Give-away has now ended. Congratulations, Amy and Jacqueline!
Math is more than just chugging through arithmetic problems in a workbook. But, we homeschool parents are busy. It can be hard to find the time (or energy) to seek out resources that help our kids appreciate and enjoy math beyond the textbook.
That’s why I’m so grateful for Denise Gaskins’ new book: Let’s Play Math: How Families Can Learn Math Together and Enjoy It. I expect I will refer to this book many times in the future, because Denise has gathered up a treasure trove of living math resources for busy parents. If you’ve ever struggled to see how to make math come alive beyond your math curriculum (or if you’ve ever considered teaching math without a curriculum), you’ll want to check out this book.
Denise is a veteran homeschool mom and math educator who blogs at Let’s Play Math. Her book is just like her website: full of enthusiasm, warmth, and practical suggestions. But her book goes well beyond blog posts, with chapters that help readers both see the big picture of math instruction and understand how to put those lofty goals into practice.
The book is divided into four main sections, along with a hefty appendix of resources:
How to Understand Math
In the opening section, Denise provides an overview of what we’re trying to accomplish as we teach math to our kids. She encourages parents to learn math along with their kids and to seek to spark feelings of joy and wonder—not drudgery! She writes,
Real mathematics is intriguing and full of wonder — an exploration of patterns and mysterious connections. It rewards us with the joy of the “Aha!” feeling.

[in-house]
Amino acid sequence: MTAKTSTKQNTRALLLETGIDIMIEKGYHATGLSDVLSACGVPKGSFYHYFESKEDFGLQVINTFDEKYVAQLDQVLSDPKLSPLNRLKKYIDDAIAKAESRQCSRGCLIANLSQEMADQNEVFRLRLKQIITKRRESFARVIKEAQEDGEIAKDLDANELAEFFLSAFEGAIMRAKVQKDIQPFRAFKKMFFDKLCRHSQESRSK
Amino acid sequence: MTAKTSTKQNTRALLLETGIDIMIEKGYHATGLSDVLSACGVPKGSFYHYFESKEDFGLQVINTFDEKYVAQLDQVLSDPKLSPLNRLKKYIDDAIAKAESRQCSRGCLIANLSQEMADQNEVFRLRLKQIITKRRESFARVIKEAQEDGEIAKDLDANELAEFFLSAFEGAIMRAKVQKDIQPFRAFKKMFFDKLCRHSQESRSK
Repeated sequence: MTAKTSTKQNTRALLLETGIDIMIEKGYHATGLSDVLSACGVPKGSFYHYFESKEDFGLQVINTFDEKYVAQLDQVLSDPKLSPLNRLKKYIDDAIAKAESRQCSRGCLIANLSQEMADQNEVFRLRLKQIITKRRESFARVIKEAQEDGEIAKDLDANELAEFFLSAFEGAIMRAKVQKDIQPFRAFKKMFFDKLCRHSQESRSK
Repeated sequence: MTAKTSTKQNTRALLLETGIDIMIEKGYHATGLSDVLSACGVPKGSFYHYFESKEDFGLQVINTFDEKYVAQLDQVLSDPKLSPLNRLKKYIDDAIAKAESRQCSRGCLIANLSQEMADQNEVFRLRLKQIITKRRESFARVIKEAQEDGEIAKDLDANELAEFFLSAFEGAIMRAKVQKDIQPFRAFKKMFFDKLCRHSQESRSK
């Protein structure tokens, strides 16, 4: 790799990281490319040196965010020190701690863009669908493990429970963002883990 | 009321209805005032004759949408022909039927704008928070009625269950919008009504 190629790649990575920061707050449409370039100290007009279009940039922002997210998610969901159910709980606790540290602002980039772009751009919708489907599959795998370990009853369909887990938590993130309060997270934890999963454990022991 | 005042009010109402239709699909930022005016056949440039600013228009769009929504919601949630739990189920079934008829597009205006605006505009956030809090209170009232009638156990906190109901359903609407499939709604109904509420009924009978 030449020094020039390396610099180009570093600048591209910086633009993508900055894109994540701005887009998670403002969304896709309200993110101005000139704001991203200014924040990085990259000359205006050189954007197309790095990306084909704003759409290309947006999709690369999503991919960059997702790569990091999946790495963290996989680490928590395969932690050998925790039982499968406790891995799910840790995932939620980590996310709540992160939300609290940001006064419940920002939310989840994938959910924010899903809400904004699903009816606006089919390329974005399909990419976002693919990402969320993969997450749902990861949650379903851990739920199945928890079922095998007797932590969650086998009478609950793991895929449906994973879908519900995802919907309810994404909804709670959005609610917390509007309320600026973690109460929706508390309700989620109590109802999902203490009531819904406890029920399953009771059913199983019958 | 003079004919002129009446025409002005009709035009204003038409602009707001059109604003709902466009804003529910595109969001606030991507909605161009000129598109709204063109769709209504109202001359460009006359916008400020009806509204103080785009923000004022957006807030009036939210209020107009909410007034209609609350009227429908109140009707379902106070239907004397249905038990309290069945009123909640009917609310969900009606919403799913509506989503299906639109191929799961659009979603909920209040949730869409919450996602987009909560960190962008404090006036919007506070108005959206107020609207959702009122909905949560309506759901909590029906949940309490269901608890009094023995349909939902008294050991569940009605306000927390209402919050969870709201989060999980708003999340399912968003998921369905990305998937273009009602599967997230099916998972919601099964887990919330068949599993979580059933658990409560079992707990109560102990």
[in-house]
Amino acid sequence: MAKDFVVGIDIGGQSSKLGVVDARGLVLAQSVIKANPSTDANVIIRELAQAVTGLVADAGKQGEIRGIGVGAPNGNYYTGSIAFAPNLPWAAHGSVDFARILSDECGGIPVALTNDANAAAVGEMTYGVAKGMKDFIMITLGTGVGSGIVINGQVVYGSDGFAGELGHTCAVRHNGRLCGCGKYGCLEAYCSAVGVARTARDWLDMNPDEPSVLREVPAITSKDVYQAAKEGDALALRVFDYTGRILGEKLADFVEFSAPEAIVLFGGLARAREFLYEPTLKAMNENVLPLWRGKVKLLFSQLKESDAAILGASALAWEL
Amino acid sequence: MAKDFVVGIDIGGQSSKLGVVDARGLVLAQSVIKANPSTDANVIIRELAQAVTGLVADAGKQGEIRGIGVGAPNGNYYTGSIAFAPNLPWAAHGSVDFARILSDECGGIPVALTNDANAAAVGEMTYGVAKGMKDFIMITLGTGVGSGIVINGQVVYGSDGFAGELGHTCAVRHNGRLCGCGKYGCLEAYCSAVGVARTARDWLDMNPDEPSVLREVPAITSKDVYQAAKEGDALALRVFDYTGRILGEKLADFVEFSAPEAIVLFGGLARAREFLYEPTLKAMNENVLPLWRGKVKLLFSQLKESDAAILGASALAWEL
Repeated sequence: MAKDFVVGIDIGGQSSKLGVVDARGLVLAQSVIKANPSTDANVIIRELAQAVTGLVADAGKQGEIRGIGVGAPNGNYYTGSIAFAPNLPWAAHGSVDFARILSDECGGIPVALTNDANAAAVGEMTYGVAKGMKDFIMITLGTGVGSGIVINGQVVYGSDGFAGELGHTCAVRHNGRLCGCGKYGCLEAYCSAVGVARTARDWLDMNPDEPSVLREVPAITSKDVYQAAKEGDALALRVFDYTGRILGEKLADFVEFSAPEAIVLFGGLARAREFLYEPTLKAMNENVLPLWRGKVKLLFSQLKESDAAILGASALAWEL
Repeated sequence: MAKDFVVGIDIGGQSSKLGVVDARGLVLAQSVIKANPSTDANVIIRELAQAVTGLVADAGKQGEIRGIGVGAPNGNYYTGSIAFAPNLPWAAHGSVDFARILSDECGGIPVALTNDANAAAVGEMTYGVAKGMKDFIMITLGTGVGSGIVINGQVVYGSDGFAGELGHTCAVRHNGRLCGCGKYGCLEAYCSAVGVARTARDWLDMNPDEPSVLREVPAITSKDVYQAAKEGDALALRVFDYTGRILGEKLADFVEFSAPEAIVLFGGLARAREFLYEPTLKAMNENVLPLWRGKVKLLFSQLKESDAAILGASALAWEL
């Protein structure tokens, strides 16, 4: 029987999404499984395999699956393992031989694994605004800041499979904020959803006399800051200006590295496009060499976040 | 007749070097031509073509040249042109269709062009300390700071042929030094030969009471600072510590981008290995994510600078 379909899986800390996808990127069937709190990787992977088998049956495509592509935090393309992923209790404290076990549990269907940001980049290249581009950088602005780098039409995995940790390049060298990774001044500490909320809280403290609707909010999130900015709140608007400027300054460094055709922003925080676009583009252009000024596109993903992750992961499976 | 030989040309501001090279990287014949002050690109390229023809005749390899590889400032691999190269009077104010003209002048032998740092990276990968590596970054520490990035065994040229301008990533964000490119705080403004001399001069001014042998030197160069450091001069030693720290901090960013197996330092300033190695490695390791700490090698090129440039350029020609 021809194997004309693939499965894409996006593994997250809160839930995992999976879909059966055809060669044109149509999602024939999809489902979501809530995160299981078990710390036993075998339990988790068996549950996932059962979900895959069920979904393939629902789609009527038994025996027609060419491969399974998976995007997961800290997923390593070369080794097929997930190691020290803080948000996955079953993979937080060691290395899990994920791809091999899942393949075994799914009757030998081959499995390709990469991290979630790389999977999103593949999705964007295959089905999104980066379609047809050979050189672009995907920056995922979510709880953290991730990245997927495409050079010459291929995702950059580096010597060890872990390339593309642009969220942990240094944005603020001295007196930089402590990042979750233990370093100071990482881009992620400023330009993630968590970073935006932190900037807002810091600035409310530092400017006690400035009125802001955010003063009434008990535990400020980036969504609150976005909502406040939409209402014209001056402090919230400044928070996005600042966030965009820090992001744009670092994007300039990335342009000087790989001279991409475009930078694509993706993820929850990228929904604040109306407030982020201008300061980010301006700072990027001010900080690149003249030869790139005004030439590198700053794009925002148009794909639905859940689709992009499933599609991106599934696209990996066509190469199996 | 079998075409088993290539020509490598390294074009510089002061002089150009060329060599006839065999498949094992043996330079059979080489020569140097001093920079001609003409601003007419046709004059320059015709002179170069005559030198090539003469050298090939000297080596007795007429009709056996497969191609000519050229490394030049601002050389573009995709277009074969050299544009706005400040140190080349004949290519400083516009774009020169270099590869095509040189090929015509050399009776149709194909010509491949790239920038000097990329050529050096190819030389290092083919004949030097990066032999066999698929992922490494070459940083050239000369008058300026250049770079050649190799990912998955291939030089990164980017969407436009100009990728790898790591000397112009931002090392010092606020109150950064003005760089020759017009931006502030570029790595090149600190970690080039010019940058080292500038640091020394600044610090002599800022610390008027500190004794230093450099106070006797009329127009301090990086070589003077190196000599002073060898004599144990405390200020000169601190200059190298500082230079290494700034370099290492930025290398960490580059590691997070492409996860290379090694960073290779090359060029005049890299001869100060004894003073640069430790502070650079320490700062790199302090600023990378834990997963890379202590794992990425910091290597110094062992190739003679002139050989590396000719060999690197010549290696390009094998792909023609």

Next you’ll find many specific ways to make math a playful, social part of your homeschool day. Denise explains the benefits of conversation and stories in math instruction and provides a thorough guide to using some of the most essential math manipulatives. She also provides detailed examples of games and puzzles that help children learn to solve problems and think, not just imitate procedures.
Math with Living Books
Here, Denise offers a brief tour of math throughout history. Understanding the history of math helps kids realize that math is a living discipline and not just a fixed set of rules. This section also has wonderful suggestions for many living math books to use in your homeschool. This list complements the appendix of resources and references, which offers even more living math books, as well as a comprehensive list of online math helps.
Let’s Get Practical
Finally, Denise lays out what a week of math without a formal curriculum might look like, along with suggestions for integrating workbook work. She also offers a fabulous list of questions for sparking math conversation with your child and a guide to high school math studies.
Her take on this is a little different than mine—I prefer to add living math resources to the structure of a formal math curriculum, rather than the other way around—but if you’re an unschooler or have ever thought about taking a less-traditional path in math, you’ll especially appreciate this section. But as she says,
No matter where you stand in the continuum between textbook instruction and total unschooling, timed drill and laid-back play, the important question remains the same. What is your mathematical worldview? Are you showing your children techniques for getting right answers, or are you weaving a web of interrelated ideas?
This is ultimately the goal of math instruction: children who enjoy math, understand the concepts (and the connections between concepts), and are able to use math to solve real problems. Let’s Play Math will help you accomplish this task, wherever you stand on this continuum.
Let’s Play Math is available now as a paperback and in Kindle format at Amazon.
(Or, you can whet your appetite for the entire book by downloading the introduction and first two chapters.)
Denise has graciously provided a paperback copy and electronic copy for two of my readers to win! Click the box below to enter. Contest ends Wednesday, February 24 at midnight.
The give-away has now ended. Congratulations, Amy and Jacqueline!